The book starts with a detailed list of items for a gluten-free pantry ranging from alternative flours to starches to basics like vegetable and chicken stock, homemade labneh, lemony mayonnaise, etc. The author, Samantha Seneviratne, who is the blogger behind LoveCommaCake, explains everything in detail. After the basics of gluten-free pantry items, come some incredible recipes for breakfast and brunch dishes, soups, sides, salad, hearty mains, snacks, and desserts. The book offers a variety of recipes that will keep you busy for a long time.
While some recipes I would consider “seasonal”, most of the dishes are made with ingredients that are available year round in most American supermarkets. However, there is one ingredient that I have never heard before called Lyle’s Golden Syrup. Samantha uses it often in her dessert and snack recipes. In one of her recipes she says, “I love Lyle’s Golden Syrup, the thick, richly flavored syrup made from sugar cane. Nowadays, the British staple is easy to find in a well-stocked supermarket. While honey can usually be substituted for Lyle’s, I don’t suggest for this recipe as the flavor is too strong.” As she mentioned, Lyle’s Golden Syrup was available at our local Whole Foods. I haven’t purchased it yet, but in the future I might do so to make her toasty coconut almond candy recipe. Those candies look so damn good.
Overall, I think Samantha Seneviratne’s “Gluten-free for Good” is a great addition to your library for those of you who are following or serving for a gluten-free diet. I have already dog-eared many recipes from the book and intend to share my favorites, here on my blog, in the near future. However, if you want to purchase your copy and start cooking right away, you can find the book wherever books are sold.
Other Gluten-Free Recipes You Might Like
- Roasted Acorn Squash Salad with Spicy Pepitas and Cranberries GF + Vegetarian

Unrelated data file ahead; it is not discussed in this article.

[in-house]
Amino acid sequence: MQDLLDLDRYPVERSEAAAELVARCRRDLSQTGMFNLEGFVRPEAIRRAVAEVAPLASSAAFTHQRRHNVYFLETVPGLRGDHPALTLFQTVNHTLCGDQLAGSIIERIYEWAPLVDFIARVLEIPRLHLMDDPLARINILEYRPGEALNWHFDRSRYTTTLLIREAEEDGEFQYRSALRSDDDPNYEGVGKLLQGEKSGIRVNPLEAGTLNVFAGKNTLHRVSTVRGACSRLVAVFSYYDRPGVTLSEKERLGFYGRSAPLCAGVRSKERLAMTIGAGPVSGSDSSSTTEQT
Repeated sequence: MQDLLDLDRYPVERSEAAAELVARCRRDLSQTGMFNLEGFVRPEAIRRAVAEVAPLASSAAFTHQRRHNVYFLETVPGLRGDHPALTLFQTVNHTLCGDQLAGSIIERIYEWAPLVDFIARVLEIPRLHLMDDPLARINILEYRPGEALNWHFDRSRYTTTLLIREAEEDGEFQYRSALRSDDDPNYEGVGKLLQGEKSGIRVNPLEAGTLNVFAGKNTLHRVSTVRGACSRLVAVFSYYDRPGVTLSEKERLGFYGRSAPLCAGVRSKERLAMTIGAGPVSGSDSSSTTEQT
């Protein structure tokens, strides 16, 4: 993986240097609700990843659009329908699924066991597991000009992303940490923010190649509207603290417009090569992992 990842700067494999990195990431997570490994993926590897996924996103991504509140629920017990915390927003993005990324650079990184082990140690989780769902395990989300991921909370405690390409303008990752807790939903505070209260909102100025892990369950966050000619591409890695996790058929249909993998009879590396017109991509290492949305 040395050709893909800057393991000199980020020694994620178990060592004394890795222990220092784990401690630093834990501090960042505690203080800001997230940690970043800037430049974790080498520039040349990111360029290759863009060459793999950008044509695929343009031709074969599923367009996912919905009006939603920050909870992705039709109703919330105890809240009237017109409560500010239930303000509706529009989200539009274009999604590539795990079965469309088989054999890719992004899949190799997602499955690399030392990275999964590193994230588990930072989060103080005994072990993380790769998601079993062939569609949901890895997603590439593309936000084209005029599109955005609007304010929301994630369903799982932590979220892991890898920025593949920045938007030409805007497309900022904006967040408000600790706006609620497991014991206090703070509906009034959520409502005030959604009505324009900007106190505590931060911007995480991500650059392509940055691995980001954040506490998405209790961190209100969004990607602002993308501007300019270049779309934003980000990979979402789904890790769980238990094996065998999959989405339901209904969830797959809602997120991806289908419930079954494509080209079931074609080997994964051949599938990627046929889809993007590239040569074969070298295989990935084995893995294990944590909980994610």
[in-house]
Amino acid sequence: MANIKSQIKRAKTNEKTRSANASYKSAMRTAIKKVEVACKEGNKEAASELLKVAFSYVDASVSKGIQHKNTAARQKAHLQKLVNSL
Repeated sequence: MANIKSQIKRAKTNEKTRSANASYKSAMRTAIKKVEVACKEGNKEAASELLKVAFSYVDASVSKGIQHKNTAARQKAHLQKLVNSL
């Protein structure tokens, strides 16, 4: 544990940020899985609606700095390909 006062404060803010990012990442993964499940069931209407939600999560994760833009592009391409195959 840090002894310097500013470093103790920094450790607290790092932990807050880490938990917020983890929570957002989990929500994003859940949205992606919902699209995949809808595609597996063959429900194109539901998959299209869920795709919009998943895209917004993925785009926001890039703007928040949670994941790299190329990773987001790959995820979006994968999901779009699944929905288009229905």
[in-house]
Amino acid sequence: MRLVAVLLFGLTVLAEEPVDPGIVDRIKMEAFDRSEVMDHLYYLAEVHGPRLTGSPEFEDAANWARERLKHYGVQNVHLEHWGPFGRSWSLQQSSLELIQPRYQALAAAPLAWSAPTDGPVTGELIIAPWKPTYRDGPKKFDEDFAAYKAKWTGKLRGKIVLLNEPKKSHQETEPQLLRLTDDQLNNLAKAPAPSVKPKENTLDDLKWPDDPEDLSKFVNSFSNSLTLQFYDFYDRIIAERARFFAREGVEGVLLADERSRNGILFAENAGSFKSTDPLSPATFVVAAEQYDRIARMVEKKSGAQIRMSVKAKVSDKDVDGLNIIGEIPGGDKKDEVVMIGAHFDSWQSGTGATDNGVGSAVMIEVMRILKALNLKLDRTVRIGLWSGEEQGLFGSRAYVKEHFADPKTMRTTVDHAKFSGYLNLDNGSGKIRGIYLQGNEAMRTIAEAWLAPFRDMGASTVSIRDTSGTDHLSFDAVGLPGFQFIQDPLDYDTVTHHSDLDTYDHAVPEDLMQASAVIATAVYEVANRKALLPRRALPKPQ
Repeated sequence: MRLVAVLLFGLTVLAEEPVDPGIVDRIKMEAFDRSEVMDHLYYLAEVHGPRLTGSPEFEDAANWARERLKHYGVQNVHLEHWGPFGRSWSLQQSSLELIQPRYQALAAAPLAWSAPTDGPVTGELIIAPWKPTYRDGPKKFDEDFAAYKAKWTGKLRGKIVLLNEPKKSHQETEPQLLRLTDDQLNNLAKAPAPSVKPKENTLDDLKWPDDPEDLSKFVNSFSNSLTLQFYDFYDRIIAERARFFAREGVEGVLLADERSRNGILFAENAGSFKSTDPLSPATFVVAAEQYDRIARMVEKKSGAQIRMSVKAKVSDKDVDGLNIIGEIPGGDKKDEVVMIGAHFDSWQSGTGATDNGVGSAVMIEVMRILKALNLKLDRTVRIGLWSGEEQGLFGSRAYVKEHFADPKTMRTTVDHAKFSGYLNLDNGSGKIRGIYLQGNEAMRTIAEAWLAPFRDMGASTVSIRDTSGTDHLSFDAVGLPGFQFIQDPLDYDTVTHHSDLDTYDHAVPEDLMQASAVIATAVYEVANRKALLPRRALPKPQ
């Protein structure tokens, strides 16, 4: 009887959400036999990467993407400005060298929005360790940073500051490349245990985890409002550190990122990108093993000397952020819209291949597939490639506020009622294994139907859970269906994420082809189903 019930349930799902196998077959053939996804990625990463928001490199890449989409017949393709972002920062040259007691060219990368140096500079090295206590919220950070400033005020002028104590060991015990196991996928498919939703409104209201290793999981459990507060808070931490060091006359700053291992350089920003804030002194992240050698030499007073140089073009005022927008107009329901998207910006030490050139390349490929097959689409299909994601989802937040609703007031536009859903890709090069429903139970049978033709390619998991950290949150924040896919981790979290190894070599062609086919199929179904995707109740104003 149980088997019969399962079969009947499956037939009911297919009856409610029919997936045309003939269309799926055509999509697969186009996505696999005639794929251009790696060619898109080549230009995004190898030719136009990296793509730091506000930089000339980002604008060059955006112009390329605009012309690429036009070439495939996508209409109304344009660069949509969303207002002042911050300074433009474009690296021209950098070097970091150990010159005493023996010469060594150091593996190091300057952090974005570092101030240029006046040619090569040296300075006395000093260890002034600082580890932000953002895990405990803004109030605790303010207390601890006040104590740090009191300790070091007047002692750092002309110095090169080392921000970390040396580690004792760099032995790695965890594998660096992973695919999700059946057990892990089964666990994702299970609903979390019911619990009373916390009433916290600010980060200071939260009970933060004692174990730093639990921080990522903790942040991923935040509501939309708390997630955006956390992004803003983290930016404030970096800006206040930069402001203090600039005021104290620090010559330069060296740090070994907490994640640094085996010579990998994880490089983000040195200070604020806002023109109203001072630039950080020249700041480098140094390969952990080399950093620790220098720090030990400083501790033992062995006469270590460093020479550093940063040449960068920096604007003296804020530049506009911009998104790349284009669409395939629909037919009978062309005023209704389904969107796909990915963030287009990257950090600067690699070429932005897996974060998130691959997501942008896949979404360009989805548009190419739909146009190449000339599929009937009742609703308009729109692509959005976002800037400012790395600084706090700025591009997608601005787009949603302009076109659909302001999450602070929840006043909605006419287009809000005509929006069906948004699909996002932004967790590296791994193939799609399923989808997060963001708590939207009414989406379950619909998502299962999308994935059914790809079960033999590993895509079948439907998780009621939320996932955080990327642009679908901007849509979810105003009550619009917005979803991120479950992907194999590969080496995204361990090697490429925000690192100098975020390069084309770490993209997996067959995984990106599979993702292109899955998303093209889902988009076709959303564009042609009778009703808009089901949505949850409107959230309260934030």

- Eggplant Pomodoro Pasta GF + Vegetarian
- Slow Baked Salmon with Butter Beans GF
- Forbidden Rice Morning Cereal Bowl with Berries GF + Vegan
- Ricotta and Almond Polenta Cake GF
- Need more inspiration? Check out all our Gluten-Free Recipes
Roasted Kabocha Squash Soup with Sesame Seeds
- 1 medium 3 pounds kabocha squash, halved and seeded
- 3 tablespoons olive oil divided
- 5 scallions both green and white parts
- 1 tablespoon fresh ginger peeled and grated
- 2 cloves of garlic peeled and minced
- ¼ cup gluten-free white miso paste *
- 4 cups low-sodium vegetable broth
- 2 cups water
- Sea Salt
- 1 tablespoon rice vinegar
- 2 tablespoons toasted sesame seeds
- ¼ cup microgreens optional
- Pre-heat the oven to 400 F degrees. Line a baking sheet with parchment paper.
- Slice the squash into smaller pieces and drizzle them with 1 tablespoon of the olive oil. Lightly sprinkle the squash with ½ teaspoon of sea salt. Set them cut side down. Roast for 30 minutes (or until it is soft and tender when pierced with a knife), rotating the baking sheet half way through the process for even roasting. When the squash is cool enough to handle, scoop the flesh into a bowl. You should have 3 to 3 ½ cups of squash. Using the back of a fork lightly break them. No need to puree. It is okay if they are in chunks.
- Meanwhile, heat the rest of olive oil in a heavy bottom pan over medium heat. Add in the scallions and cook, stirring occasionally, until softened, 5-6 minutes.
- Stir in the ginger and garlic and cook for 30 seconds.
- Add in the squash, vegetable broth, and water. Cover the pot, bring it to a boil, and let it simmer for 20 minutes.
- Place the miso paste into a bowl. Ladle 1 cup of the soup liquid into the bowl. Whisk until combined and smooth. Pour the mixture into the soup.
- Using a hand blender, puree the soup until smooth. Taste for seasoning and add more if necessary. Alternatively, you can puree the soup in a blender in batches.
- When ready to serve, ladle into bowls and sprinkle with sesame seeds. If preferred, garnish with microgreens.
* Read the blog post for other ideas for garnishes.